Wednesday, January 15, 2014

15/1/2014: Are Irish Family Benefits Really the Highest in the OECD?..


An interesting chart on public spending relating to families across the OECD states:


Ireland is a clear leader in terms of family supports. But the bulk of our lead comes from cash payments (second only to Lux). Which suggests that Irish families do not need another tax break or lower tax burden.

There is a problem, however, with this assessment. Here's why.

Per methodological note behind the chart (see here: http://www.oecd.org/els/family/PF1_1_Public_spending_on_family_benefits_Dec2013.pdf)

"Child-related cash transfers to families with children [include] …child allowances, with payment levels that …sometimes are income-tested (PF1.3); public income support payments during periods of parental leave (PF2.1) and income support for sole parents families." Which, obviously, means the chart is distorted by non-working parents allowances and payments.

Furthermore, "Public spending on services for families with children includes, direct financing and subsidising of providers of childcare and early education facilities, public childcare support through earmarked payments to parents (PF3.4), public spending on assistance for young people and residential facilities, public spending on family services, including centre-based facilities and home help services for families in need." Which largely does not apply to the majority of Irish families outside income-tested cases.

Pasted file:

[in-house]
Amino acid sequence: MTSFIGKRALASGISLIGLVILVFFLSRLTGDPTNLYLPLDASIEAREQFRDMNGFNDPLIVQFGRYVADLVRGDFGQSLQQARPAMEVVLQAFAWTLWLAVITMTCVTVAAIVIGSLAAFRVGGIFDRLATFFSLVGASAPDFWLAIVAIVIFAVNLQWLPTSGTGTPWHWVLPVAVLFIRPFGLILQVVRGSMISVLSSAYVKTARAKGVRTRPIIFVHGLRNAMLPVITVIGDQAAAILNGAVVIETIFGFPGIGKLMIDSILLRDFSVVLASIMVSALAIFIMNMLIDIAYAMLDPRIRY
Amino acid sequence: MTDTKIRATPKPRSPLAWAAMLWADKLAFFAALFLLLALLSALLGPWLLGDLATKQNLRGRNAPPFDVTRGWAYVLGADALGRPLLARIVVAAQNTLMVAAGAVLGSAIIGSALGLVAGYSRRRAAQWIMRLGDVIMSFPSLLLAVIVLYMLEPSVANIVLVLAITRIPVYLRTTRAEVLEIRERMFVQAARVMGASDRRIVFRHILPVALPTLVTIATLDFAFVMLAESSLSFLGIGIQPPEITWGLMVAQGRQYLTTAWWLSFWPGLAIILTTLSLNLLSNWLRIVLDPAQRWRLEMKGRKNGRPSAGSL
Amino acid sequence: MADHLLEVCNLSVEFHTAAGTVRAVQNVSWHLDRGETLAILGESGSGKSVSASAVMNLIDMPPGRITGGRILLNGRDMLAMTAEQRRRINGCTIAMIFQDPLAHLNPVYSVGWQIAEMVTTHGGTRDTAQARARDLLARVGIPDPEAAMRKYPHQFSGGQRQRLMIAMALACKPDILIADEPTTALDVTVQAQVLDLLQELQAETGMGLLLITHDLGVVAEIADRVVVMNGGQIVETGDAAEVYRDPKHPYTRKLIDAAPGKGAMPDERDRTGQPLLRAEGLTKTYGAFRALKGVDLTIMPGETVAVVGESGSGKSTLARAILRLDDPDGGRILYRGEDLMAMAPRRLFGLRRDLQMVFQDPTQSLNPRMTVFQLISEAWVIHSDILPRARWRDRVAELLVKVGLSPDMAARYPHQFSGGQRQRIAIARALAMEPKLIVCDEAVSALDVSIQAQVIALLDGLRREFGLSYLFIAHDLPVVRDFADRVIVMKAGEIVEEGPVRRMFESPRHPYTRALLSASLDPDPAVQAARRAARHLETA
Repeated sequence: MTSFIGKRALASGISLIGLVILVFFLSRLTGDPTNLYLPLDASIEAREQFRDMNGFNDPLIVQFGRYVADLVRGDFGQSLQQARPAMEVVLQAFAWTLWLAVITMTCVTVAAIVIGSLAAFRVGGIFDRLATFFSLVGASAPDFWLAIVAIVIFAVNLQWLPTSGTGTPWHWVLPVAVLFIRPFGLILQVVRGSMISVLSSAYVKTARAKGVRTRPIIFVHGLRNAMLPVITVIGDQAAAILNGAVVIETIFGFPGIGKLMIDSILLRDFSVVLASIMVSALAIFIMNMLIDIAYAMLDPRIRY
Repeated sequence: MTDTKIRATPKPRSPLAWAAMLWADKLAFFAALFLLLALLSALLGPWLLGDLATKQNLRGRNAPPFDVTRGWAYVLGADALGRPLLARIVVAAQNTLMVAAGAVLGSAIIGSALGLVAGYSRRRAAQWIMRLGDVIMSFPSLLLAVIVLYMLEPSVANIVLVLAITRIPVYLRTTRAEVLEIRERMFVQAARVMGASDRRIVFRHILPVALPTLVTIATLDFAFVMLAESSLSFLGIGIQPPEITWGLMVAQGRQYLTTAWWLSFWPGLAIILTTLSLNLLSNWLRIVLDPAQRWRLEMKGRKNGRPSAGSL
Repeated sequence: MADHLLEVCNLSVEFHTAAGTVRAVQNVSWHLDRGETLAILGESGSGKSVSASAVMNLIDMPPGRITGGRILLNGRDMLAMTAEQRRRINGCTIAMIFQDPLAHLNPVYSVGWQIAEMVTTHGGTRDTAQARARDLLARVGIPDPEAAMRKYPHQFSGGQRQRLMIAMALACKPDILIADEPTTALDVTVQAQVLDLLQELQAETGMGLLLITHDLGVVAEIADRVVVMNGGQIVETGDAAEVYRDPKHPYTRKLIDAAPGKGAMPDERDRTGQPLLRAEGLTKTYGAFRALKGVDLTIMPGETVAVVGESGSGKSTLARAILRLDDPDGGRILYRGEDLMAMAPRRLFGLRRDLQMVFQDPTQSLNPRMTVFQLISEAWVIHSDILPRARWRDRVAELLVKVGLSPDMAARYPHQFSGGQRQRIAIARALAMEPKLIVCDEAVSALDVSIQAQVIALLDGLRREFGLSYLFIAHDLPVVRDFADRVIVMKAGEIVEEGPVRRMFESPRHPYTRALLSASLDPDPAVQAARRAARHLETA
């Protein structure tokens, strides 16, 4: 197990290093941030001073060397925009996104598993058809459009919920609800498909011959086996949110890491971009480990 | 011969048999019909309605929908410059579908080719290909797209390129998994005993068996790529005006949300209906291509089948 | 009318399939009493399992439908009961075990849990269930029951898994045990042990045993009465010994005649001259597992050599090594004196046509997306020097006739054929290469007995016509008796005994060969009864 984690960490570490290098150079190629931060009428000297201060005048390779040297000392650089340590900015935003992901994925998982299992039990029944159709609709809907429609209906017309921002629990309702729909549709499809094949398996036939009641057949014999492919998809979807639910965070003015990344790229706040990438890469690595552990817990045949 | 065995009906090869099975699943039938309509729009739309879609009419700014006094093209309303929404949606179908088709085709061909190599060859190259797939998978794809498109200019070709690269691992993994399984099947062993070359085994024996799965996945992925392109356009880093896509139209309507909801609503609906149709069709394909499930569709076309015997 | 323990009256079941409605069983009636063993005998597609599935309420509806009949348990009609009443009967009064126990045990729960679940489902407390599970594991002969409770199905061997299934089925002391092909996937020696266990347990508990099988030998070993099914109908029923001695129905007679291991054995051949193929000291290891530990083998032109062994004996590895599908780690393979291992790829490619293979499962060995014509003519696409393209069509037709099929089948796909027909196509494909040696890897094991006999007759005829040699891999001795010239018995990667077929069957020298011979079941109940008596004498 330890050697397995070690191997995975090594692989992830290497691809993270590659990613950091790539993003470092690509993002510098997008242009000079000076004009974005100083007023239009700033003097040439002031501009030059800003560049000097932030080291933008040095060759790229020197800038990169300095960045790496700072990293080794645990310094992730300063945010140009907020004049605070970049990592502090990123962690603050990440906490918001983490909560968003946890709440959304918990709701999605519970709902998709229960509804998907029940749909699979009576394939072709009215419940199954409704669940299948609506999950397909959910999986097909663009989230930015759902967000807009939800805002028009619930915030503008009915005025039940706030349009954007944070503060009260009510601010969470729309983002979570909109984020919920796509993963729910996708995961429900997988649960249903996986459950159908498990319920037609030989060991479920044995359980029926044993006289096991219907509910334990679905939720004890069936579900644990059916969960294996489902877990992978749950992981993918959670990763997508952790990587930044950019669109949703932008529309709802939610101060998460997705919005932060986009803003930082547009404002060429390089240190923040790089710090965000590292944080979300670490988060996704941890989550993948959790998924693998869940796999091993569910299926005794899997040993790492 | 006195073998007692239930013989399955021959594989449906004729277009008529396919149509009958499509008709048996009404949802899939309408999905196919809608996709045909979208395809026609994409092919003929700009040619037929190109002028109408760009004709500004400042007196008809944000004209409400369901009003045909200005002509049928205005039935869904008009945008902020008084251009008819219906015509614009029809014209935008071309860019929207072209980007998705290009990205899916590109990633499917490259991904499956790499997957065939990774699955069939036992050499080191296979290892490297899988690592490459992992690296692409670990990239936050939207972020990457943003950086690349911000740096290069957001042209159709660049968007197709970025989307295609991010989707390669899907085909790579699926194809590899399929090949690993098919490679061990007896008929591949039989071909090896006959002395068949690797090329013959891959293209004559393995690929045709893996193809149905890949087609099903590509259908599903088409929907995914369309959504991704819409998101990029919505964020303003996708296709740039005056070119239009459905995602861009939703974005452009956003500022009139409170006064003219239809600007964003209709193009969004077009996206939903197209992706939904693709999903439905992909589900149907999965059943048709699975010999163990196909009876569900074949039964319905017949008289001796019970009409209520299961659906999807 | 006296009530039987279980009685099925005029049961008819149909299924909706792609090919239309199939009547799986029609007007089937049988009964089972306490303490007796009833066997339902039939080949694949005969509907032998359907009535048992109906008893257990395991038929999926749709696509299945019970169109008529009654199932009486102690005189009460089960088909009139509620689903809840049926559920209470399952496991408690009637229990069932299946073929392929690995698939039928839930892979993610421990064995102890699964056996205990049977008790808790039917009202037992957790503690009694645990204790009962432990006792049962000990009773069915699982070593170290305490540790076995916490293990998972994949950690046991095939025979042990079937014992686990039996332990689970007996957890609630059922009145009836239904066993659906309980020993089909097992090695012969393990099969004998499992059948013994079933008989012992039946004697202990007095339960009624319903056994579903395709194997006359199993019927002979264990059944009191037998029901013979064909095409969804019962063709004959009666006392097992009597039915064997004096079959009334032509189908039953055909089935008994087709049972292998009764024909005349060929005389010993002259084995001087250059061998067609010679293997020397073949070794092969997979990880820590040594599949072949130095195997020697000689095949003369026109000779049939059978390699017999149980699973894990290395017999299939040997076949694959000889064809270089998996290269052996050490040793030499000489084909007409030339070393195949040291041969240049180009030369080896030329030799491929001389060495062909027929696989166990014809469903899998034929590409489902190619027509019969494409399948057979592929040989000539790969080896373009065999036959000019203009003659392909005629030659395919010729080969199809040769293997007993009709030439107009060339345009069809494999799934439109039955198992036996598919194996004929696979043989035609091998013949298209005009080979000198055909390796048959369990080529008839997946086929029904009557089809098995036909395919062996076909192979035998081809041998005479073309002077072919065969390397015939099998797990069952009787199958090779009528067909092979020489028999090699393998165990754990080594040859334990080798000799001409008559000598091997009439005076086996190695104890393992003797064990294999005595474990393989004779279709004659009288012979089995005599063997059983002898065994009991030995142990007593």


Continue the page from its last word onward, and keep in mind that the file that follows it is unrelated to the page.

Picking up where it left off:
Finally, "Financial support for families provided through the tax system. Tax expenditures towards families include tax exemptions (e.g. income from child benefits that is not included in the tax base); child tax allowances (amounts for children that are deducted from gross income and are not included in taxable income), child tax credits, amounts that are deducted from the tax liability…" Some of these do apply to working families with children in Ireland.

Worse: "…tax advantages for married people as exists in, for example, Belgium, France, Germany and Japan are not considered to serve a ‘social purpose’, and are not included here (regardless of whether or not such measures are part of the basic tax structure). Only the value of support for children through such measures is included."

Lastly, it appears that data above is not adjusted for the size of families.

In other words, we have no idea as to where Ireland really stands in comparison to other countries in terms of subsidies/supports for working families...
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